Filter out the HTML tags and look for spam or kill words in the MIME HTML section. By filtering out the HTML tags the spammer tactic of hiding content in HTML is defeated.
If the trace_garbage flag is included in the SpamFilterParams file and the keep_garbage flag is not included, a garbage mail trace file will be generated. This file contains a summary of the email headers. It can be looked at with email tools like UNIX mail and elm. The
garbage_trace file tells the user which emails were discarded. If you expected an email and never got it, you can check this file. When the file reaches 50K bytes it is truncated and starts again.
Multiple emails in a single invokation
At in the case of my ISP's email system, multiple emails may be received in one invokation. The mail filter will separate them out and process each one. This also avoid having a spammer or virus writer piggyback a virus in an email that appears valid.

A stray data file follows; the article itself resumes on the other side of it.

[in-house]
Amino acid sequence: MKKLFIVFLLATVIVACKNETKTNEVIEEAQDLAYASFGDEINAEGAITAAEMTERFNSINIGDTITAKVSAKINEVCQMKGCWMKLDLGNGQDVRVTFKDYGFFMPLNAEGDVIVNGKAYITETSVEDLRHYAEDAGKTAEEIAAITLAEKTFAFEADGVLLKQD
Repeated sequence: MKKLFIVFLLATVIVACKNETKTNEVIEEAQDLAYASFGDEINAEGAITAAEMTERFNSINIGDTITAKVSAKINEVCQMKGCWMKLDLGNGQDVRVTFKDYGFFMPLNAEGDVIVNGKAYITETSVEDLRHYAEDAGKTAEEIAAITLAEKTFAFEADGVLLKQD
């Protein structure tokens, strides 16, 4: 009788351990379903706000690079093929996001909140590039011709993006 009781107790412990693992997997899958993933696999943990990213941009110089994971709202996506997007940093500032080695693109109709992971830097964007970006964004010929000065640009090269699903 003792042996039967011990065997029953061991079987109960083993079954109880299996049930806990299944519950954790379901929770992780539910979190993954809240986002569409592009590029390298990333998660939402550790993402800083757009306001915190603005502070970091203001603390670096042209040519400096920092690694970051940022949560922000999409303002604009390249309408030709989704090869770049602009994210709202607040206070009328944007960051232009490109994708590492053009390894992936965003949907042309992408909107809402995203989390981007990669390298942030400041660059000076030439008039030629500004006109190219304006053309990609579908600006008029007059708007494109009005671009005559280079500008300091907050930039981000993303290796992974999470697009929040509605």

The source code documentation for this software is formatted for doxygen, which is available from www.doxygen.org.
Assuming that doxygen is installed on your system, you can regenerate this documentation with the command
make -f Makefile_win doxygen (on Windoz) pmake -f Makefile doxygen (on Linux)
Copyright and Use
This email filter was written by Ian Kaplan, Bear Products International. It is copyrighted by Ian Kaplan, 2004, www.bearcave.com.
You may use this software for any purpose, with the two conditins listed below.
You must preserve this copyright notice in this software and any software derived from it.
You accept any risk entailed in using this software. By using this software, you acknowledge that you have a sophisticated background in software engineering and understand the way this software functions. You further acknowledge that using this software may result in the irretrievable loss of important e-email and you alone are responsible for this loss.
If either of these conditions are unacceptable, you may not use any part of this software.
Please send any bug fixes or suggested source changes to: firstname.lastname@example.org
Generated on Sat Mar 27 13:07:37 2004 for Mail Filter by 1.3.3